Home » Reviews » Comedy » Dates – at the Speed of Sound, Summerhall – Review
Credit: Mihaela Bodlovic
Credit: Mihaela Bodlovic

Dates – at the Speed of Sound, Summerhall – Review

Pros: Quirky characterisation of four daters, and fair scrutiny of the modern dating scene.

Cons: Audience numbers and logistics affect the speed dating process, which feels slightly disjointed from the plays. The Finnish connection isn’t obvious, either.

Pros: Quirky characterisation of four daters, and fair scrutiny of the modern dating scene. Cons: Audience numbers and logistics affect the speed dating process, which feels slightly disjointed from the plays. The Finnish connection isn’t obvious, either. This show belongs to the Start to Finnish events programme, celebrating Finland’s culture in honour of 100 years of Finnish independence. However, it’s hard to see traces of Finland in the script of these two interconnected plays, except in references to one character’s love of the metal band System of a Down (an American group, but Finland is known for its love of…

Summary

Rating

Poor

Gentle comedy about first dates, with atypical characters, followed by an interactive speed dating session that ignites comparatively fewer sparks.

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This show belongs to the Start to Finnish events programme, celebrating Finland’s culture in honour of 100 years of Finnish independence. However, it’s hard to see traces of Finland in the script of these two interconnected plays, except in references to one character’s love of the metal band System of a Down (an American group, but Finland is known for its love of heavy metal music). Essentially, the stories are Scottish, and the lack of Finnish culture feels like a missed opportunity to celebrate its national character. For example, last year’s Fringe included Clara-Nel Haddon’s intriguing play, Sisu – named after the Finnish word describing a native concept of grit and determination. By contrast, Dates… doesn’t feel Finnish enough.

Here, universal bugbears are explored: the attitudes of snobby restaurants (albeit with not-so-snobby menus – this one didn’t seem appropriate); looking different from your dating site profile picture; ‘negging’ (lowering the self-esteem of someone you’re attracted to, so as to make them feel grateful for the attention); having a love-hate relationship with sport.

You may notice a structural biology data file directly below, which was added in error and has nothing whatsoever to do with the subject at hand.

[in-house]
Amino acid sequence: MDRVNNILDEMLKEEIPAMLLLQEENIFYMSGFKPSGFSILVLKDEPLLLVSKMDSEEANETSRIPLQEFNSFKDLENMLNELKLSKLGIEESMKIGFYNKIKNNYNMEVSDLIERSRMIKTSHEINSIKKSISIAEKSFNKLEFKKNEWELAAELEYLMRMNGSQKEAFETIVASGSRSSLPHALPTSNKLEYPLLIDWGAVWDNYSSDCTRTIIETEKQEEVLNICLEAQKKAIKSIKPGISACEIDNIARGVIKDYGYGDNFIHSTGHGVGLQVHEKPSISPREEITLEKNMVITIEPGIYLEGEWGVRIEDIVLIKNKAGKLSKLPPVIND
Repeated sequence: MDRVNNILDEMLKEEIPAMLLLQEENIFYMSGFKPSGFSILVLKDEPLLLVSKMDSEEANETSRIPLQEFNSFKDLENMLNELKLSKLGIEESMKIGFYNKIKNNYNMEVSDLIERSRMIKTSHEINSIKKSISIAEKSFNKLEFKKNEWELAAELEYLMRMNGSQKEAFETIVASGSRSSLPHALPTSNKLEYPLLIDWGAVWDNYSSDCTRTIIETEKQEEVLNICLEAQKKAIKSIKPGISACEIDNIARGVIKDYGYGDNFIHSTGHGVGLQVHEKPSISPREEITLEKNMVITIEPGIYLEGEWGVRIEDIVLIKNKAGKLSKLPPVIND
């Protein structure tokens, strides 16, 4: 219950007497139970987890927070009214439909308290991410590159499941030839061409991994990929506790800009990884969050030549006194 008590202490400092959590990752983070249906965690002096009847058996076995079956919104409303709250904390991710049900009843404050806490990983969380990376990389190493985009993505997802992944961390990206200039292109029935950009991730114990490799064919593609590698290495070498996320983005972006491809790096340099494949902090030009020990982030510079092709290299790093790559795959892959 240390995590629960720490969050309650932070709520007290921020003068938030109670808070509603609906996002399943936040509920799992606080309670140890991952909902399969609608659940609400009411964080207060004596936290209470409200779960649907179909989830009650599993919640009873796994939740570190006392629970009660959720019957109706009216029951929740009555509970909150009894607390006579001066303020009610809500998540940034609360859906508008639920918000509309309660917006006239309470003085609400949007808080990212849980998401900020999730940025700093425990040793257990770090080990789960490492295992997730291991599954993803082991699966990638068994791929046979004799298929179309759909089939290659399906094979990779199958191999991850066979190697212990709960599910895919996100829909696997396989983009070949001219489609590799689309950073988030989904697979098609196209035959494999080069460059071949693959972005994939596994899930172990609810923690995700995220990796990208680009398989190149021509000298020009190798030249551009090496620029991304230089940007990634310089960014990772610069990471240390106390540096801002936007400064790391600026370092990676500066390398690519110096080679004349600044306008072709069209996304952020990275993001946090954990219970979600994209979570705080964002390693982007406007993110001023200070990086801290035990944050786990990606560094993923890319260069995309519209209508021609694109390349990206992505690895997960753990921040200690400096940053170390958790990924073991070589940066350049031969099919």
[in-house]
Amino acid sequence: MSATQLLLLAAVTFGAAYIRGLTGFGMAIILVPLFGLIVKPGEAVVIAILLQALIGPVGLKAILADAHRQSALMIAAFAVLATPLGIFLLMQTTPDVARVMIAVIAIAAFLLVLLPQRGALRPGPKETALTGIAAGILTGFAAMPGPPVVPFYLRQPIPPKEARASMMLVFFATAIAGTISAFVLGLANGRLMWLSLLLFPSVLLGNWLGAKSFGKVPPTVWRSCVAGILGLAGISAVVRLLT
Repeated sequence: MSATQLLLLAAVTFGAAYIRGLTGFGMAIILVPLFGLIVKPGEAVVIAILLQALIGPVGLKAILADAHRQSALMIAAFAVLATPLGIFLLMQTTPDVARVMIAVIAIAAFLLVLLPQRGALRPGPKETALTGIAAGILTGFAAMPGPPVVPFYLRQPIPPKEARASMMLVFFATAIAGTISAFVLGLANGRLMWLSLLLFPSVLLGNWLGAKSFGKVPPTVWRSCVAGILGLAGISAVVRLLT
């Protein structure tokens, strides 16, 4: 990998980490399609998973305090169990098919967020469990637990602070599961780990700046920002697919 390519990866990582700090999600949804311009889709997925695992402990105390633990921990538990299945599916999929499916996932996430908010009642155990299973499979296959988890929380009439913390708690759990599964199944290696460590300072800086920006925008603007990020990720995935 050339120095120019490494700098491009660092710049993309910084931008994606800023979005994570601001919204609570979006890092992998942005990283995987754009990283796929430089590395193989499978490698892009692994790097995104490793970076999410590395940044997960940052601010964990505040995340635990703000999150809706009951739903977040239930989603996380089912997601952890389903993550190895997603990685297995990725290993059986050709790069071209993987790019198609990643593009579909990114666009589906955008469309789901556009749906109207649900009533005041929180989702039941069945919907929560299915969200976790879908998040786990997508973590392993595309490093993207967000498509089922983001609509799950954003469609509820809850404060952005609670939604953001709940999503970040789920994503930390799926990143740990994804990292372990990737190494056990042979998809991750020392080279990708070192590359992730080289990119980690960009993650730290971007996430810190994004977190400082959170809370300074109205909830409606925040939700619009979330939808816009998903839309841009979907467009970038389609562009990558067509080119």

The script proves that what you truly want from a date, and what you think you want, are two very different things, and you can’t take your potential partner at face value. A sizeist female rugby player (played by Nicola Daley) is a particularly strong character, endlessly judging her date’s curves and appetite (Sarah McCardie). Writer John Lundsten’s experience as a prolific screenwriter perhaps explains his eye for complex situations, but he sometimes resorts to cliché, which can be frustrating.

The final part of the evening is a live speed dating session with the audience. Each person wears a number and moves around the room to talk to everyone else. Due to the pot luck nature of Fringe audiences, your experience is reliant on whoever else decides to see the show. Without knowing anyone’s relationship status or sexuality, it’s hard to say how many of the potential dates at this show are available, and with only one minute to quiz them, it’s tricky to get beyond basic introductions or discover the kind of personality quirks highlighted in the earlier plays. But the usual speed dating protocol is in place, allowing you to mark a date card with the numbers of participants you like. I doubt this will create any relationships or friendships, but it’s nice to talk to fellow Fringe-goers in passing. Make a date with this show if you’re curious, and enjoy its warmth – just don’t expect sparks at the end.

Author: John Lundsten
Director: Julian Garner
Producer: Tanja Ljungqvist
Box Office: 0131 560 1581
Booking Link: https://festival17.summerhall.co.uk/event/dates-at-the-speed-of-sound
Booking Until: 27 August 2017

About Polly Allen

Polly Allen
Polly Allen is a freelance lifestyle journalist based in Sussex, but often found in London. Her earliest memory of theatre was a Postman Pat stage show; she's since progressed to enjoying drama, comedy and musicals without children's TV themes. Her favourite plays include Hangmen by Martin McDonagh, and A Woman Killed with Kindness by Thomas Heywood.
  • Iain Urquhart

    I’m operating this show everyday. For the small numbers of folk meeting up, they are getting matches. Not necessarily romantic but some are….and summerhall also has a bar if you wish to continue chatting. You only get out of of this experience what you put in. Audience quotes include,. “Amazing!”!. “Terrifying!…but I loved it!”.

    There’s only one way to find out…get tickets now!